" A photo is a return ticket to a moment in time"

Sunday, 3 June 2012

Bound For South Australia .....




On a recent visit to our Migration Museum I was interested to note the
promotional material mid 1800's ...  enticing people to come to our state.

"Free  passage to a free colony where there are no convicts sent
and where every person who emmigrates is free"

"The province of South Australia is a delightfully fertile and salubrious country"

I'm quite sure when these immigrants first arrived they must have wondered
about the fertile and salubrious bit, but never-the-less
many went on to make a good living out of the land and
didn't regret the initial hardships.




These bronze scuptures form part of "The Immigrants"
a monument situated in Settlers Square
crafted by Italian sculpture
Aurelio Forte Laan




~ A British Family awaiting their departure to the promised land ~
.
I've never had good sea-legs in fact standing on a jetty will turn me green
therefore I have nothing but admiration for these early settlers who left their
extended families to journey for many months on high seas in search of a better life
for themselves and their children.
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12 comments:

Valerie said...

Some great studies here Dianne. One can't help but admire the spirit of adventure, determination and persistence our forebears must have possessed - not to mention straight out courage (doubtless the promotional marketing of the day played its part)! Thanks for sharing this insight into early South Australia.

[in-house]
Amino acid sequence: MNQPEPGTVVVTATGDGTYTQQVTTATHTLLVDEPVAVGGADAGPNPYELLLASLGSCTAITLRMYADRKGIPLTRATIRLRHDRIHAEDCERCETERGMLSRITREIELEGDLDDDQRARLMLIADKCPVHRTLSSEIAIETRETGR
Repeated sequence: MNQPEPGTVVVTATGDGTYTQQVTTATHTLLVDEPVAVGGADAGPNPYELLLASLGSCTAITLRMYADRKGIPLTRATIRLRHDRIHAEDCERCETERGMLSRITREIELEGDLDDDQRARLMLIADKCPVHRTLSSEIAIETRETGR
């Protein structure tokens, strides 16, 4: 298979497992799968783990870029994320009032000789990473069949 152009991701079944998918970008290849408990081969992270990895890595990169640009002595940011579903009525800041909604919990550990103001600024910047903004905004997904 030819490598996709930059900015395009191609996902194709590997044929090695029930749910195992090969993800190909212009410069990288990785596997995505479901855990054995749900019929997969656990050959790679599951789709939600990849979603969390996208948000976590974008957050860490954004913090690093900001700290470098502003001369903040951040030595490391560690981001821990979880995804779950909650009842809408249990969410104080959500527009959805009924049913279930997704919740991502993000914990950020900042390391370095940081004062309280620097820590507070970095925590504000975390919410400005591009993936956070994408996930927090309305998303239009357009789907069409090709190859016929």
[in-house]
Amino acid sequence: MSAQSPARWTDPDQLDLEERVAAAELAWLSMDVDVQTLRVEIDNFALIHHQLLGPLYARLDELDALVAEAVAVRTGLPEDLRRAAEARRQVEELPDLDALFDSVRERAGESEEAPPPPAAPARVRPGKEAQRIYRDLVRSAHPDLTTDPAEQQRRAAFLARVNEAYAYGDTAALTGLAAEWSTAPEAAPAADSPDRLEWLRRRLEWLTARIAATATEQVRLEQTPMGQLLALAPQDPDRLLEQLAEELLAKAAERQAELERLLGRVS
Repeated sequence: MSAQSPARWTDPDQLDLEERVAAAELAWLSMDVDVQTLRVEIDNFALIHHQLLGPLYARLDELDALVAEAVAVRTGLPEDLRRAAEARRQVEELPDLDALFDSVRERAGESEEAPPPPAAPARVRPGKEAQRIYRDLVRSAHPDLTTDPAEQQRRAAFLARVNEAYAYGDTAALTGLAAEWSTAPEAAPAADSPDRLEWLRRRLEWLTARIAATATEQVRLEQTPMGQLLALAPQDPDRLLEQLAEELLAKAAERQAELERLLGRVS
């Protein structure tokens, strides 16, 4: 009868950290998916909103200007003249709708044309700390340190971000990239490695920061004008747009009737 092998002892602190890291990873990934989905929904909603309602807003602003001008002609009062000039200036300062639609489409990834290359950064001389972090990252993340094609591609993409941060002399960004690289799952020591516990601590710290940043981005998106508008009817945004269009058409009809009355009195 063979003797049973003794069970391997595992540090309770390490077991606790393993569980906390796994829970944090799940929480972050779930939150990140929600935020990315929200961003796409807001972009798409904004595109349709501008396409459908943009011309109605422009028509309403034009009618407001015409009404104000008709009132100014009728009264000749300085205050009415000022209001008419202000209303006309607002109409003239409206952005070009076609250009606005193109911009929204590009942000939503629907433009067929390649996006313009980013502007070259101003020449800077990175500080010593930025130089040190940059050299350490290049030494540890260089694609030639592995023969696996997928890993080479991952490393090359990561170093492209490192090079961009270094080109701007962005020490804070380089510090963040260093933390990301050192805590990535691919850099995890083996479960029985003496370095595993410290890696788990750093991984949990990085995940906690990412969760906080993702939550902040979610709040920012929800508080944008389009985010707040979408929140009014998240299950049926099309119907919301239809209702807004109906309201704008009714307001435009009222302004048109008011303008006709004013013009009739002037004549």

Carole M. said...

interesting post Dianne and aren't those broze sculptures excellent?!

Joe said...

I am with your Dianne. The early settlers must have been so brave. I often take a visit to Station Pier in Melbourne which is where most immigrants to Melbourne first laid foot on Victorian soil. Many had no money, couldn't speak English and left most of their family behind. We fortunate that they took there brave steps to give us a better life.

diane b said...

You have some great sculptures in SA. The immigrants are to be remembered in awe for the struggle they had to make it in this harsh and different land. Although my parents came later in 1949, they still had a struggle which I have written about on me blog. (sidebar) The advertisement in those days was "Come to the land of sunshine, milk and honey " My dad used to sing this when rain prevented him from building our house, while we lived firstly in a tent and later in a shed.

Pieces of Sunshine said...

A free land with a new start. I also admire their courage and bravery and am grateful they did make that choice.

Rae Walter said...

I have been equally amazed at the human spirit of the European settlers Dianne. Great post and especially love the first image.

VP said...

Powerful and even romantic monument! I like boats, but I am not much seaworthy myself...

Gerald (Ackworth born) said...

Wonderful sculptures and of course there are people still seeking the hardships of emmigration to get to their promised land.

Stephanie said...

Those bronze sculptures are exquisite.

Nadege, said...

What wonderful details in the statues. We came over on P&O Arcadia back in 1969, it was quite an adventure for a 14yr old, but certainly not as hard as some of the early settlers.

PerthDailyPhoto said...

Me too Dianne, can you imagine what the conditions would have been like also in those days, would not have been any 'cruise' that's for sure! The sculptures are wonderfully done, the enigmatic expressions captured perfectly.

Cezar and Léia said...

Very interesting post, you prepared a great article, congratulations!
Léia

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